Review by Anita Perry
Last weekend, the Okanagan Symphony Orchestra (OSO) shared the stage with acclaimed singer-songwriter Alex Cuba, winner of multiple Juno and Latin Grammy awards. The capacity theater audience enjoyed the unique combination of Cuba’s sunny, infectious music mixed with a touch of OSO pizzaz, resulting in an uplifting and satisfying evening.
The concert opened with fandango by Fred Perkins. Wielding her baton with exquisite finesse, Maestra Rosemary Thomson skillfully created a passionate, romantic and expressive mood for what was to follow. Thus prepared, the audience eagerly welcomed Alex Cuba on stage. Always entertaining and always versatile, Cuba’s laid-back, warm style set the tone for its partnership with Thomson, uniting the world of classical orchestral music with the unique Latin and North American pop that is the signature of Cuba.
Alternating between acoustic and electric guitars, Cuba’s voice was clear, precise and pure. Although all of Cuba’s works are poignant and emotionally direct, it should be noted By Donde Vas with its catchy rhythmic pulse, satisfying harmonies and enchanting melodies. The layout of Ruido In El System asked the violinists to strum like a guitar in an infectious rhythm, while If Pero No featured lush brass, pizzicato fiddles and one of many chants from the audience.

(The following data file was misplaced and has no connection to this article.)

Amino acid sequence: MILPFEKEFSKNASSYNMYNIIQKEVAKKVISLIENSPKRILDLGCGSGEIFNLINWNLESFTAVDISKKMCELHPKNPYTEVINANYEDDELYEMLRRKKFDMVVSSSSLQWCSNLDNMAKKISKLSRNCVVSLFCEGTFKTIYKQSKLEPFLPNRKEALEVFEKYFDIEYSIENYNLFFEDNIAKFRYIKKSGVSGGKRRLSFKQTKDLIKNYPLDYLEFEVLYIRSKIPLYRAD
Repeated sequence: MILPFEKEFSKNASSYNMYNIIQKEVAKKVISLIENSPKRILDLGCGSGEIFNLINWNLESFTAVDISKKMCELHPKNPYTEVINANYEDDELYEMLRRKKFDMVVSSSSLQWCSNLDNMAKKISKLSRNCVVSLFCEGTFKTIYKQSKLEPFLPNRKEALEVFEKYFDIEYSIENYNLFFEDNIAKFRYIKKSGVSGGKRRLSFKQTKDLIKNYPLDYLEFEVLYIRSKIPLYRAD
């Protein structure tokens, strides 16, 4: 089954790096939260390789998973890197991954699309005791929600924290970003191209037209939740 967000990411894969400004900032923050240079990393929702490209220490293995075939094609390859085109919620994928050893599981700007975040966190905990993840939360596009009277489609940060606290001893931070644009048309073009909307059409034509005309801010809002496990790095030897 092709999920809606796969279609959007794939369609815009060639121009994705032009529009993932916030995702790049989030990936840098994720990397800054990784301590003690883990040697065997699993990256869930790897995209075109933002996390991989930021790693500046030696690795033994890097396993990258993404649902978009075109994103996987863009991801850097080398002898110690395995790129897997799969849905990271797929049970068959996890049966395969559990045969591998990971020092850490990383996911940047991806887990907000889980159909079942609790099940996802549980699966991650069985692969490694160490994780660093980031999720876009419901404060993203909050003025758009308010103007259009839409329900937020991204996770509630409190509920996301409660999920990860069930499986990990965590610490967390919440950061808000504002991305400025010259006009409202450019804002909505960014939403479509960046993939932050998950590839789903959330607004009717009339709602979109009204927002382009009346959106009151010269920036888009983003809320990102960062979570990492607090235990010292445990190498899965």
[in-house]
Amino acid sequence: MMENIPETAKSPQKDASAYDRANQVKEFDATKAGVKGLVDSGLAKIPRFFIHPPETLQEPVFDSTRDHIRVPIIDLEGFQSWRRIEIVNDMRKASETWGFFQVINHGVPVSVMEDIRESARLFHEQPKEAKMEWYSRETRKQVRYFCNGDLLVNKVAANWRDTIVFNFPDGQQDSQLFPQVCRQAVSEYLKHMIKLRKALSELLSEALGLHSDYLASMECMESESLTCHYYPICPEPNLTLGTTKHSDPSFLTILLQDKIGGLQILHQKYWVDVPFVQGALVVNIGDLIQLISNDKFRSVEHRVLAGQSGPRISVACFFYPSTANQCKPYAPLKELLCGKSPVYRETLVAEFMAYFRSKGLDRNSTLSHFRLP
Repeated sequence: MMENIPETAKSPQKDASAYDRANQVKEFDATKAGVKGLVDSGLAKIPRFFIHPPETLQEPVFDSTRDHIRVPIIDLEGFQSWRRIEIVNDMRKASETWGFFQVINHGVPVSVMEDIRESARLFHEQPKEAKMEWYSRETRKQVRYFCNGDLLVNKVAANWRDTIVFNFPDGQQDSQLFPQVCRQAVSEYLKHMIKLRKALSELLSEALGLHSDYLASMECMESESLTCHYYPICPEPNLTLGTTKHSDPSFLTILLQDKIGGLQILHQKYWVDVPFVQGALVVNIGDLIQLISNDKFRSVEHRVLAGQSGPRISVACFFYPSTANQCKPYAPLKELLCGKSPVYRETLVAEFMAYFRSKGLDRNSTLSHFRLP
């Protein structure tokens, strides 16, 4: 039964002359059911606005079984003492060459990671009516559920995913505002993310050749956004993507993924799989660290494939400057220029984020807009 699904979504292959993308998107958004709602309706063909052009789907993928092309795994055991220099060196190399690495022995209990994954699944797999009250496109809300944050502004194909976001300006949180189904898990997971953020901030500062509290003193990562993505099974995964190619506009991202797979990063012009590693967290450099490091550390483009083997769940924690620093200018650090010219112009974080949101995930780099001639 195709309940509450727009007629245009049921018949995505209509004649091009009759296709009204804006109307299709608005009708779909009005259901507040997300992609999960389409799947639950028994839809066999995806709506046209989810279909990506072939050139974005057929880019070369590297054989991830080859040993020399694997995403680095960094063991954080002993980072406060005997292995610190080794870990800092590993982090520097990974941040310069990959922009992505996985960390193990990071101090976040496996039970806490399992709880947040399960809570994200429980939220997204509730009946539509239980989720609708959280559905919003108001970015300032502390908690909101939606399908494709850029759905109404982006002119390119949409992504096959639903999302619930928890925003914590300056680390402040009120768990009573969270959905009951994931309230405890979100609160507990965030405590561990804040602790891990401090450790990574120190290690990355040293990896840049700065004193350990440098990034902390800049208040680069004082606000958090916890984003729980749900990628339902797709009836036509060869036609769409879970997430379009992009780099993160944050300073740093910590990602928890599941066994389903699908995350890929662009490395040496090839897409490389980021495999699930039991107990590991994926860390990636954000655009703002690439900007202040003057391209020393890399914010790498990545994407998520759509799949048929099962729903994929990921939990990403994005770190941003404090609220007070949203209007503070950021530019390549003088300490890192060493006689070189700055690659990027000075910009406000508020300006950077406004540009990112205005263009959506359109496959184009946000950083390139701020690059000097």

The second half of the concert opened with the Okanagan Symphony Orchestra performing the lavish and lush works of Ernesto Lecuona Andalusia. Congratulations to Dominique Bernath for her impeccable timpani work and to Audrey Patterson for her magnificent trumpet playing. After thus warming up the audience, the OSO once again welcomed Alex Cuba on stage.
Cuban music is like wrapping puppies, ice cream and baby laughter in the sun. Well constructed and satisfying, each song is imbued with an infectious sense of joy. Of the sun, popsounds of From Camino romantic, intimate and well-written Lament, the Orchestra and Cuba played together with beautifully timed entries and perfect balance. Lush and appropriate orchestration added color and dimension to the performance.
In his own words, Cuba says, “The power of music is to unify” and, as musicians, “We try to give you our soul. Cuba’s easy grace, charm and enjoyment of making music, combined with her warmth, sincerity and hospitality made the evening intimate, like friends gathered in her living room. The standing ovation (rewarded with a recall of four selections) indicated the public’s reluctance to let the evening end. It was a most successful concert, bringing together diverse cultures and origins, and, to paraphrase Cuba, proving that music has no walls, only bridges.